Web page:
On Sunday, Feb. 23, NFL Network will provide a marathon of programming in honor of Black History Month, highlighted by the premiere of “NFL 360: Fritz Pollard – A Forgotten Man” at 8 p.m. EST.  

In “A Forgotten Man,” NFL Network analyst Nate Burleson is joined by Pro Football Hall of Famers Tony Dungy and Art Shell, Pittsburgh Steelers president Art Rooney II, Fritz Pollard III and New Orleans Saints defensive end Cam Jordan as they showcase the life of Fritz Pollard. Burleson speaks with African American luminaries about their experiences in comparison to what Pollard faced nearly a century ago.

As a College and Pro Football Hall of Famer, prolific businessman and civil rights advocate, Pollard pushed the NFL toward reintegration and to form a greater appreciation for the contributions of all its players. Pollard's legacy lives on through the Fritz Pollard Alliance, and through his years of advocacy which has brought together NFL front-office personnel committed to equal opportunity.

Sunday's marathon of programming begins at 8 a.m. EST with Super Bowl XXII, the game in which Doug Williams became the first African American quarterback to win a Super Bowl. Following the broadcast, “Doug Williams: A Football Life” (noon EST) tells the story of Williams’ journey from rural Louisiana to becoming a first-round draft pick and Super Bowl MVP.

“Jerry Rice: A Football Life” (1 p.m. EST) captures Rice's road to the NFL and the impact he made along the way.

“Michael Strahan: A Football Life” (2 p.m. EST) focuses on his successes on and off the field and the obstacles he has had to overcome.

“Top 10 HBCU Players” (3 p.m. EST) reveals the ten most legendary NFL players from historically black colleges and universities, how their contributions have become a rich part of NFL history, and how they have impacted countless communities through their efforts on and off the field.

“The Timeline: 91 Falcons” (4 p.m. EST) features interviews with Deion Sanders, Brett Favre, Jerry Glanville, MC Hammer and more as they discuss the culture-changing season that took place in Atlanta that year.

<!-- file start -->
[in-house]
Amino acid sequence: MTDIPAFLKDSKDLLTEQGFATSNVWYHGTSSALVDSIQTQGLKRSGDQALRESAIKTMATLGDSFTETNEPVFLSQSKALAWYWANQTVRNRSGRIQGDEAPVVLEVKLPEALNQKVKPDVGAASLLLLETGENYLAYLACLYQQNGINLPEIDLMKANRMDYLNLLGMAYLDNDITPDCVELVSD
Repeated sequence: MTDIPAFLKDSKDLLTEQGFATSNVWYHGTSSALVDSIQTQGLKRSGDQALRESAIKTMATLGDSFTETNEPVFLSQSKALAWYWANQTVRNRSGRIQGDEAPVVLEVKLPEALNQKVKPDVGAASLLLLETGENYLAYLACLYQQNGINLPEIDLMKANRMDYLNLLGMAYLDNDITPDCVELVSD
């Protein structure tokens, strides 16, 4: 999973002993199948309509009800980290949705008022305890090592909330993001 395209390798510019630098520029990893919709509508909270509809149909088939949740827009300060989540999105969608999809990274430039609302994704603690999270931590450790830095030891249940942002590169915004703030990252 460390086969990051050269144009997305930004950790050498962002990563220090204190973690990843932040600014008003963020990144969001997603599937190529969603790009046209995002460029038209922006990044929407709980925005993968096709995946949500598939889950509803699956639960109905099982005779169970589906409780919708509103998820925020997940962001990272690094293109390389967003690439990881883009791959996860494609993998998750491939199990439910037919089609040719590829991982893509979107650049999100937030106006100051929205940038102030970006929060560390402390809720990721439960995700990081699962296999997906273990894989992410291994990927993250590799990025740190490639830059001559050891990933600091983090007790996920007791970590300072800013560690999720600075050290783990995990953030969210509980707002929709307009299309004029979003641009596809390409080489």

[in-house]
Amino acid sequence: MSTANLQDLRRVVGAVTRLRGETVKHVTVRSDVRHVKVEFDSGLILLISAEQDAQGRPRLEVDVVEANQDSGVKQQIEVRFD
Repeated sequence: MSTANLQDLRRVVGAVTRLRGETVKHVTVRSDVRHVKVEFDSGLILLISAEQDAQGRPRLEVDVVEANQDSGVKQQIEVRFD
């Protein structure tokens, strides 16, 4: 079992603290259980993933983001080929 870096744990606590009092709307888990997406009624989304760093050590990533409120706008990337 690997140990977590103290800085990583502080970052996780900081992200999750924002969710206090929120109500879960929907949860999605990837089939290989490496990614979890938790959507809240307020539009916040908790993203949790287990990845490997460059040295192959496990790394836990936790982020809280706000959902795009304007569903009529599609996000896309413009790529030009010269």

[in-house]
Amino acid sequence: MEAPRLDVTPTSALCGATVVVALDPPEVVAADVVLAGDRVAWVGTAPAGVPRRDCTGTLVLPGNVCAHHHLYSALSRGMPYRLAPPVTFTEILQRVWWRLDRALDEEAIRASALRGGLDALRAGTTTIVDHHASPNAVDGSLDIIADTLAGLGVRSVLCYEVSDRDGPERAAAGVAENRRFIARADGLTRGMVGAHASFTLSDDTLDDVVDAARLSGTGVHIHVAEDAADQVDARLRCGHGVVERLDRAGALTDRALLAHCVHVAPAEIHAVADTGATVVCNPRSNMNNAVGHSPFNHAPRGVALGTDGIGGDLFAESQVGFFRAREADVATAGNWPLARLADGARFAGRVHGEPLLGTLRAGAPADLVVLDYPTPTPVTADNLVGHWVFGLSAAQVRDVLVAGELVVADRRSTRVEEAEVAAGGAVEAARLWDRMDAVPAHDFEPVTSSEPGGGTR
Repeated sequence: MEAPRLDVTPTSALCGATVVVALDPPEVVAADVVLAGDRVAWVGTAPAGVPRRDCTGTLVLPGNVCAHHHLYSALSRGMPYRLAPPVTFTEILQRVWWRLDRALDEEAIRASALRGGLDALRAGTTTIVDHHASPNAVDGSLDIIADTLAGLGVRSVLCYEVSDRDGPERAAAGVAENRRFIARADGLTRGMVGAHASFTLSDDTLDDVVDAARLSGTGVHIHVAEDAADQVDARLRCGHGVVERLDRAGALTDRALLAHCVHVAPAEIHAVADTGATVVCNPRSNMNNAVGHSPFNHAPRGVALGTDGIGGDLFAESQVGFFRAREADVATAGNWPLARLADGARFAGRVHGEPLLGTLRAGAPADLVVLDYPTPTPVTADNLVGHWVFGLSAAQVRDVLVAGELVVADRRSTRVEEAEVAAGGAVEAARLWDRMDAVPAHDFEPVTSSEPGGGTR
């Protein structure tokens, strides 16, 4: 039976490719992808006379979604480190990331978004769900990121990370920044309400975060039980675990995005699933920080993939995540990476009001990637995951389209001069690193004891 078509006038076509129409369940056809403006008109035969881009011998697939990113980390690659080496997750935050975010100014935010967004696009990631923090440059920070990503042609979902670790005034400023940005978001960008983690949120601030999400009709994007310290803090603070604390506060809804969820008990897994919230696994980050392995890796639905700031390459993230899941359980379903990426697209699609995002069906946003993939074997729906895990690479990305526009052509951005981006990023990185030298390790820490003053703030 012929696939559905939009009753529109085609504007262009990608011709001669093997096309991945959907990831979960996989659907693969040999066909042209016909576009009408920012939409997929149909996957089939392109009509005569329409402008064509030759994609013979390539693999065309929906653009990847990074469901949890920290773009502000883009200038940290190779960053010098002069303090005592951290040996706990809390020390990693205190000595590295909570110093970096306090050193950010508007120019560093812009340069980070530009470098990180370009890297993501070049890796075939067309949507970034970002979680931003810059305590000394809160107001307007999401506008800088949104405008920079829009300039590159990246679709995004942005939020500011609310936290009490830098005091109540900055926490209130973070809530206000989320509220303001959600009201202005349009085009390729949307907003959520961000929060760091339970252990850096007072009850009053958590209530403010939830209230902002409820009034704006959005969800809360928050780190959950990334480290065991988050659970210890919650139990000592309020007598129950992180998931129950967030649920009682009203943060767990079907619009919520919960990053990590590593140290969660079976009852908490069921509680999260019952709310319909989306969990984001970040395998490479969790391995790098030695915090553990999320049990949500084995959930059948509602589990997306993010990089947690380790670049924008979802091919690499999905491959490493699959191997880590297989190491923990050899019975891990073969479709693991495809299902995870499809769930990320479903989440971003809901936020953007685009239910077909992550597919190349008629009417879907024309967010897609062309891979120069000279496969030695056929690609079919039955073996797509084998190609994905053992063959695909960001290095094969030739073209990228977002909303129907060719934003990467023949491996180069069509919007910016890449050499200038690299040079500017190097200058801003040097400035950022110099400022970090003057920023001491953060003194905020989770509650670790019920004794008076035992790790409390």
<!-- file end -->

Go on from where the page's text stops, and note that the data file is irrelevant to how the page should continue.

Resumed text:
“The Super Bowl That Wasn't” (5 p.m. EST) tells the story behind the 1993 Super Bowl being moved from Arizona to Los Angeles due to the state's refusal to honor Martin Luther King Jr's birthday as a holiday — a decision that cost the state nearly $350 million in revenue, but more importantly, a reevaluation of its position on the civil rights issue.

Back-to-back episodes of “A Football Life” look at the unmatched talent and humble nature of Walter Payton (6 p.m. EST), and NFL Legend and prominent civil rights advocate Jim Brown (7 p.m. EST).

After “A Forgotten Man” debuts at 8 p.m. EST, “Orangeburg: A Town, A Team, An American Tragedy” (9:30 p.m. EST), documents the 1968 massacre in South Carolina and recounts the devastating story of how three young men lost their lives during a civil rights protest and the political activism by black student-athletes that followed.   

“Breaking Ground: A Story of HBCU Football and the NFL” (11 p.m. EST), narrated by actor Chadwick Boseman, features interviews with Pro Football Hall of Famers Jerry Rice and Mel Blount, 1987 NFL Super Bowl MVP Doug Williams and former NFL punter Marquette King.

The complete Black History Month Marathon programming is as follows:

Sunday, Feb. 23

8 a.m. – Super Bowl XXII – Washington Redskins vs. Denver Broncos

12 p.m. – Doug Williams: A Football Life

1 p.m. – Jerry Rice: A Football Life

2 p.m. – Michael Strahan: A Football Life

3 p.m. – Top 10 – HBCU Players

4 p.m. – The Timeline: '91 Falcons

5 p.m. – The Super Bowl That Wasn't

6 p.m. – Walter Payton: A Football Life

7 p.m. – Jim Brown: A Football Life

8 p.m. – NFL 360: Fritz Pollard – A Forgotten Man

9:30 p.m. – Orangeburg: A Town, A Team, An American Tragedy

10 p.m. – The Super Bowl That Wasn't

11 p.m. – Breaking Ground: A Story of HBCU Football & the NFL